Tag: prison

AI Could Turn the Police State Into a Nightmare

Mason Mohon | @mohonofficial

In the 2002 Steven Spielberg film Minority Report, a special police unit prevents crimes before they happen based on the premonitions of psychics. Once again, reality imitates art. But instead of psychics, police are using artificial intelligence (AI) to predict future crimes. This won’t decrease crime, though. Rather, it’s a police state nightmare in the making.

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Who Deserves This? Ross Ulbricht on Imprisonment

Ross Ulbricht | @RealRossU

I was put in handcuffs for the first time when I was 29 years old. I was labeled a prisoner that day and have since spent 2,096 days and nights in the captivity of the U.S. federal government. I’m still in prison, condemned to die here with a life sentence and no parole. Prison is nothing if not boring, so I’ve had many hours to think about all sorts of things, including who, if anyone, really belongs here.

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Legalizing All Drugs is Morally and Practically Beneficial

By Indri Schaelicke | United States

Since the passage of the 1970 Controlled Substances Act, the War on Drugs has destroyed countless lives. This campaign often oversteps constitutional restrictions to searches and seizures without warrants or probable cause. Worse than this, however, is the pain it inflicts upon families. For mere use of an illicit substance, the state takes people away from their loved ones.

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Who Would Sign the Social Contract?

By Mason Mohon | @mohonofficial

The libertarian argues that the state is based completely on violence. From its starting point, it is a violent institution and has violated the rights of individuals in a coercive manner. When the state taxes, it is stealing, and there are no exceptions to this.

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It’s Time to Replace our Outdated Prison System

By Daniel Szewc | Poland

The majority of the world’s modern justice systems, although punitive in nature, have a few major flaws.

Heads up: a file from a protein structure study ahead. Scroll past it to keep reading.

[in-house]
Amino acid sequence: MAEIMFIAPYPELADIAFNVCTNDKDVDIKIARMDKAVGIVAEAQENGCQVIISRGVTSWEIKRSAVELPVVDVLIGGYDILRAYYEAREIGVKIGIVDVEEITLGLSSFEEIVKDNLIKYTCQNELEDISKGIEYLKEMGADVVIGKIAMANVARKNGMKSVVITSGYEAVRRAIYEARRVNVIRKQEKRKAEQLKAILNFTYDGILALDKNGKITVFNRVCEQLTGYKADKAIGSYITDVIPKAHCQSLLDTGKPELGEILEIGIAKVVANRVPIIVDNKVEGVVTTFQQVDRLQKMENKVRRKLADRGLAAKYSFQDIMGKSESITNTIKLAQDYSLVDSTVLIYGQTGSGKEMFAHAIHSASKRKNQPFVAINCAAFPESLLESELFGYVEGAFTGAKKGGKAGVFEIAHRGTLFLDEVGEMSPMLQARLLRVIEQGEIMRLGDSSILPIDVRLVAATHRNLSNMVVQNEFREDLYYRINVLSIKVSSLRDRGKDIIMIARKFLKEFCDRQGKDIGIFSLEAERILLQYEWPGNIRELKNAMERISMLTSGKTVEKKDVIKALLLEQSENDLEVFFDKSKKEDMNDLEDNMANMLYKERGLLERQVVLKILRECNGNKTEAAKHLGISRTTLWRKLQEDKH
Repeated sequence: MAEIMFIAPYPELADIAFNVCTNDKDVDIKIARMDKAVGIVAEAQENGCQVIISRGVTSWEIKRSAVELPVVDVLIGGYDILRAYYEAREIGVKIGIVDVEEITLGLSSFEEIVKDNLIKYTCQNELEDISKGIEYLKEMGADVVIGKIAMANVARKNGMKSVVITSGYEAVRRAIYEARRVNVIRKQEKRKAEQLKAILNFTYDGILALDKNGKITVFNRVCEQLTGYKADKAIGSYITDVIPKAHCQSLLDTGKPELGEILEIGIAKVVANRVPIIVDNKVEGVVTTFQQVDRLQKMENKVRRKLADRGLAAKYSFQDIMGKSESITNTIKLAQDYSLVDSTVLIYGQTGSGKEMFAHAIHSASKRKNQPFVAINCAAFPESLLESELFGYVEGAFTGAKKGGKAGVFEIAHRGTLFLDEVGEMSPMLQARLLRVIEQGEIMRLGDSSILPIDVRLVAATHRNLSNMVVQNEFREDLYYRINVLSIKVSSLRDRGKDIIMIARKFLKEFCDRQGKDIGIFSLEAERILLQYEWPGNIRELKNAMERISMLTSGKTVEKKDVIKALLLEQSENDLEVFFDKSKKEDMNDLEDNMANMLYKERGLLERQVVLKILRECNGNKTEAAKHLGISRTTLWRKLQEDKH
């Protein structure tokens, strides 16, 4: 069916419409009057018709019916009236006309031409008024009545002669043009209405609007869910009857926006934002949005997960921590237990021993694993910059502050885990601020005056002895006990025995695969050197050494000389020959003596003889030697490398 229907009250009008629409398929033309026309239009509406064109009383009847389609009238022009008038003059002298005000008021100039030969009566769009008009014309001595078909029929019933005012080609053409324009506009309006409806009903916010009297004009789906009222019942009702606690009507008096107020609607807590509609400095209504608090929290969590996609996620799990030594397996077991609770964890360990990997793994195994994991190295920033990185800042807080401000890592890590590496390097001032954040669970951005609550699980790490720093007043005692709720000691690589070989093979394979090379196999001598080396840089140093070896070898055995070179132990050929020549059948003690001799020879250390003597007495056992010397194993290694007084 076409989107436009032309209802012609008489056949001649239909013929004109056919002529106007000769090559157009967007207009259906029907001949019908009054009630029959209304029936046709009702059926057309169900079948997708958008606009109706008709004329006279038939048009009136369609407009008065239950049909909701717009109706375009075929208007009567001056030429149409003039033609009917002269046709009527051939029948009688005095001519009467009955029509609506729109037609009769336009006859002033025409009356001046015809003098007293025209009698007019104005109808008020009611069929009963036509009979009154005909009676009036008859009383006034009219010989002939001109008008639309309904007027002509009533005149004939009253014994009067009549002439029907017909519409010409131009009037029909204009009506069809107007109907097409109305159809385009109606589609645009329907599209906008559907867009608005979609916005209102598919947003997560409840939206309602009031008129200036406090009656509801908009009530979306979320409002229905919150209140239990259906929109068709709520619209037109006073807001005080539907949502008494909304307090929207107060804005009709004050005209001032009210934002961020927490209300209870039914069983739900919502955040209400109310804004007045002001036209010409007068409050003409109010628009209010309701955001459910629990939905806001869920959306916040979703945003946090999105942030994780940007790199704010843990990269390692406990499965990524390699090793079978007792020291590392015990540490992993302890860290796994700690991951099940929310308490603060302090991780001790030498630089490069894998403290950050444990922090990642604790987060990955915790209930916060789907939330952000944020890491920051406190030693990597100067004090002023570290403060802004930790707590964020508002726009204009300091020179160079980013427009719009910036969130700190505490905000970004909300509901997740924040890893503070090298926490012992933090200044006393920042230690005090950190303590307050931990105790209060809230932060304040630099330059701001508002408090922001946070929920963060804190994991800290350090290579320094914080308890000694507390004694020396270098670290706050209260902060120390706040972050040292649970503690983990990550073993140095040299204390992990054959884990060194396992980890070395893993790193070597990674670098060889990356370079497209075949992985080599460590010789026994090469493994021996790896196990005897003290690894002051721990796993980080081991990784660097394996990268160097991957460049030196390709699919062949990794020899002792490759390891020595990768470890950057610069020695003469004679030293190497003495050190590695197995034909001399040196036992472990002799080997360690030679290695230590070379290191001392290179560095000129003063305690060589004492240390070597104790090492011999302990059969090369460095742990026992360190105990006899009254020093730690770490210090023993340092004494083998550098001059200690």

Firstly, it is wrong to jail people for failing to pay their taxes. Ultimately, it does not matter how high the taxes were. This act puts someone in a cage, where his only option is to live off of state money. Though he is there in the first place for not giving the state enough money, he now can be the cause of even greater monetary losses. This is beyond paradoxical.

Bearing this in mind, we must now apply a similar argumentation for the crimes that have physical victims involved. In many countries, rapists and murderers live in prison for decades off of taxpayer money. This warrants a risk of them running away, which happened to Glen Stewart Godwin. Sentenced to prison for a brutal murder, he ran away in 1987 and then again in 1991, and hasn’t been found since. Stanislaw C.’s case is another excellent example. After serving a 25-year sentence for the murder of his wife, he murdered another woman because “he wanted to go back to prison”. It is impossible to justify murderers and rapists living off of tax money that the victims and their families helped to pay for.

According to psychology, surroundings influence behavioral patterns in an incredible manner. The more time one thief spends with others, the more likely he is to learn new methods of stealing and prepare to steal again. Understandably, in the current prison system, many of the thief’s fellow inmates may also be thieves, so this very thing may occur. In prison, it is also worth noting that the thief will be subject to potential drug addictions much more than in the outside world.

Well, what should we change the prison system for? There are only two types of punitive damage: moral damage and physical damage. The prison system takes a bite at the former, whilst leaving life lasting consequences. The only other option is to rely on the latter. Fines alone cannot exist as a judicial course of action for any crime, as such a system would mean that billionaires would be unpunishable. A physical punishment, on the other hand, is admittedly harsh and horrific. But the consequences of such when entering society are far lower than that from years in prison. Moreover, the punishments would be cost-effective and timely, robbing far less of the prisoner’s life and exposing them to a harsh environment for less time.

As for rapists, murderers, and pedophiles, a death penalty ensures no further harm. As civilised people, we cannot allow the possibility of such predators escaping. If there’s one place nobody can save you from, it’s your coffin. For example, one Polish murderer, Mr. Poznański, nearly killed a psychiatrist with a glass that he smashed whilst she was examining him. He had admitted to his prior murder long before the examination. With a guarantee of guilt, the death penalty saves future lives. Though unpopular, such a system actually does a better job in guarding life and liberty than the current prison disaster.


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